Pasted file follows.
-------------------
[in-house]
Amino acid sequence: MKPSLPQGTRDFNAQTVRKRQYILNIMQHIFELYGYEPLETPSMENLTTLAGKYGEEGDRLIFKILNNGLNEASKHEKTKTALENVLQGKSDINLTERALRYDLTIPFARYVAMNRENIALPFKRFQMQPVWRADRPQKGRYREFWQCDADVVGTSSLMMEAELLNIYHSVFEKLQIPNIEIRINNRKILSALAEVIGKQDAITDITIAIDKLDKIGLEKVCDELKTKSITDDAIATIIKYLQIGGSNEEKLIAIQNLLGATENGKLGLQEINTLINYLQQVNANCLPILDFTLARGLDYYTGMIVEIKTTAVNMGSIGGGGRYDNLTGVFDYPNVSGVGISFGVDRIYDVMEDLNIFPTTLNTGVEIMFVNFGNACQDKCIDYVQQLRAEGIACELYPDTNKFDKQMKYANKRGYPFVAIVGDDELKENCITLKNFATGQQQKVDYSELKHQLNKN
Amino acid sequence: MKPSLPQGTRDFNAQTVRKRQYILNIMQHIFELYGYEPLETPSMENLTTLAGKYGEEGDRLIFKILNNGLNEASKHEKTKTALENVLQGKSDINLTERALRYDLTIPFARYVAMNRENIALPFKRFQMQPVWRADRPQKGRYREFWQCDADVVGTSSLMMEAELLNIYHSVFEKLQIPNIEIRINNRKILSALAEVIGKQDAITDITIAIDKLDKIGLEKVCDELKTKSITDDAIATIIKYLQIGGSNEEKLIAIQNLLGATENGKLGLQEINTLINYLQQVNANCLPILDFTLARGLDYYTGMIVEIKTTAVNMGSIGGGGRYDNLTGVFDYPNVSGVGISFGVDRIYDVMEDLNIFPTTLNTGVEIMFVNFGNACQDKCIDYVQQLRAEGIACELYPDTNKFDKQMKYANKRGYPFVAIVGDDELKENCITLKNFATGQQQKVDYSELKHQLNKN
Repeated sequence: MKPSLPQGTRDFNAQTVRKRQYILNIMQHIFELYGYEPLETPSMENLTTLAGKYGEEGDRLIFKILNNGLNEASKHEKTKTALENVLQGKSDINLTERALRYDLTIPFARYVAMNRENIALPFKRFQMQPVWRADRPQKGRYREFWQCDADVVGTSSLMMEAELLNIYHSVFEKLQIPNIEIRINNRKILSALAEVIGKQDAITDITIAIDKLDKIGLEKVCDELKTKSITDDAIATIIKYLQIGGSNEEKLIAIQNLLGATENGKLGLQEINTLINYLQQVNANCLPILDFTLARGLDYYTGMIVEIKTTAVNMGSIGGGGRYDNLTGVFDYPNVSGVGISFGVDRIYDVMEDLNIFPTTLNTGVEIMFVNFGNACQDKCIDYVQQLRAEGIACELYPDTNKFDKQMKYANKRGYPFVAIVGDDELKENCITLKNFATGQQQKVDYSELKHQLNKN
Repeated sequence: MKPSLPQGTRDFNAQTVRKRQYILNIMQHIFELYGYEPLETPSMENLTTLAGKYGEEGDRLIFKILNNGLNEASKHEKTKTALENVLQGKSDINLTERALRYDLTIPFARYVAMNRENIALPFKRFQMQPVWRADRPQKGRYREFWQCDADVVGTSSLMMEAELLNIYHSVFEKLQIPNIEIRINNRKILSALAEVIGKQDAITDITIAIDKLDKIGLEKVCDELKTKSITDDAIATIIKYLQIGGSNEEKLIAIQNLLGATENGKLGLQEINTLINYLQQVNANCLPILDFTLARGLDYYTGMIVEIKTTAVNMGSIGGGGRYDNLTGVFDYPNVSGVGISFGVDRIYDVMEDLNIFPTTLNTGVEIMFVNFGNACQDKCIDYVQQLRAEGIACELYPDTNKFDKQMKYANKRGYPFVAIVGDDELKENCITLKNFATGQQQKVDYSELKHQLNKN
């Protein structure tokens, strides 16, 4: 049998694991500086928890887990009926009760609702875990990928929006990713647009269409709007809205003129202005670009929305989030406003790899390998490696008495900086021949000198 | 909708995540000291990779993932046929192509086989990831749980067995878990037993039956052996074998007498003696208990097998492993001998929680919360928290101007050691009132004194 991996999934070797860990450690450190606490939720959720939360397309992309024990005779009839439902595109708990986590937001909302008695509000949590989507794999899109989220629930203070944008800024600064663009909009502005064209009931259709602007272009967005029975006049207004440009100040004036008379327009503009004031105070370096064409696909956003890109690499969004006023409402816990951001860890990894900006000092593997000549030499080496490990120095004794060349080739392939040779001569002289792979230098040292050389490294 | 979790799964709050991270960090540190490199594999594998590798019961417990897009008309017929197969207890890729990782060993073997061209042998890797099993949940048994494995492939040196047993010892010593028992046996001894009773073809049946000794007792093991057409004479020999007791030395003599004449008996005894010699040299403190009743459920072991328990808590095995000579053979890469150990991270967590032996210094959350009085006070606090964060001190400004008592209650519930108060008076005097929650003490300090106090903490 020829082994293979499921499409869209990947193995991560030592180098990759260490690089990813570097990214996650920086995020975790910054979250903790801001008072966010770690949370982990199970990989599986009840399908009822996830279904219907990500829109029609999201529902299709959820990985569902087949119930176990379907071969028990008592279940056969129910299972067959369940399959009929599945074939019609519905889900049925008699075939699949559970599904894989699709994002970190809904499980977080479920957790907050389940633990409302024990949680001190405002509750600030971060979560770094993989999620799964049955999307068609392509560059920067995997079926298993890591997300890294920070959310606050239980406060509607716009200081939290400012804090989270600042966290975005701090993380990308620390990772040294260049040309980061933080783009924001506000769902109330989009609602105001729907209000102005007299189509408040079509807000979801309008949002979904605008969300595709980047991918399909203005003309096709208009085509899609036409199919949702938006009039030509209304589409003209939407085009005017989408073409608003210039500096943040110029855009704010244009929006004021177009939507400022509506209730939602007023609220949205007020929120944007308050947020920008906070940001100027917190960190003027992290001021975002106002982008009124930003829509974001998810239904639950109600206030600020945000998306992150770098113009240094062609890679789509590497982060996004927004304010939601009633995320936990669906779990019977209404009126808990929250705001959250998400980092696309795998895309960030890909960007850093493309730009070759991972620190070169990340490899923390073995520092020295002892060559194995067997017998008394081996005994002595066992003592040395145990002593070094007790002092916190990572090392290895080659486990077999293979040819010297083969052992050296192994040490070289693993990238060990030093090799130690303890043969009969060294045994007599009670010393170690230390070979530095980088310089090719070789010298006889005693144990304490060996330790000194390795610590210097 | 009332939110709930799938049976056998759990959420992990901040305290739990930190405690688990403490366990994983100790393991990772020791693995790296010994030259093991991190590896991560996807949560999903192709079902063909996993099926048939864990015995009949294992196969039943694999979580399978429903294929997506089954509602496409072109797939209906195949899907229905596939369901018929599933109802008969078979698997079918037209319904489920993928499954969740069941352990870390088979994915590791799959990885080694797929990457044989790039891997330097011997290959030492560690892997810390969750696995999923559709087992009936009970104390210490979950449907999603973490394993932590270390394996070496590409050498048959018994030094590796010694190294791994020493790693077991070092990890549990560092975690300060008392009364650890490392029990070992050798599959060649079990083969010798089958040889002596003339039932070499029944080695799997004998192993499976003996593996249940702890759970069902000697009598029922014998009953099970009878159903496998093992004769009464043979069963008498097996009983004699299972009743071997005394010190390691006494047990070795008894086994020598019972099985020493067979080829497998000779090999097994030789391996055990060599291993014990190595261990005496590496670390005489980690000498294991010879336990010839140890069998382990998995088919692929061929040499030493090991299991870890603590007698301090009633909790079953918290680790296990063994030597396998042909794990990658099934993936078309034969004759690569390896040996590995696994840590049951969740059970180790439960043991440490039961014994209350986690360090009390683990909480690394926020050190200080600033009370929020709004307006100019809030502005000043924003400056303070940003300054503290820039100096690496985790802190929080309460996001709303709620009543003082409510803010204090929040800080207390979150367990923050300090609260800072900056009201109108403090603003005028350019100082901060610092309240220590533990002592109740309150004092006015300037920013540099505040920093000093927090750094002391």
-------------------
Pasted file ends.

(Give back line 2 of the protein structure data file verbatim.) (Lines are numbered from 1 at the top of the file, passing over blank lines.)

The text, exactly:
Amino acid sequence: MKPSLPQGTRDFNAQTVRKRQYILNIMQHIFELYGYEPLETPSMENLTTLAGKYGEEGDRLIFKILNNGLNEASKHEKTKTALENVLQGKSDINLTERALRYDLTIPFARYVAMNRENIALPFKRFQMQPVWRADRPQKGRYREFWQCDADVVGTSSLMMEAELLNIYHSVFEKLQIPNIEIRINNRKILSALAEVIGKQDAITDITIAIDKLDKIGLEKVCDELKTKSITDDAIATIIKYLQIGGSNEEKLIAIQNLLGATENGKLGLQEINTLINYLQQVNANCLPILDFTLARGLDYYTGMIVEIKTTAVNMGSIGGGGRYDNLTGVFDYPNVSGVGISFGVDRIYDVMEDLNIFPTTLNTGVEIMFVNFGNACQDKCIDYVQQLRAEGIACELYPDTNKFDKQMKYANKRGYPFVAIVGDDELKENCITLKNFATGQQQKVDYSELKHQLNKN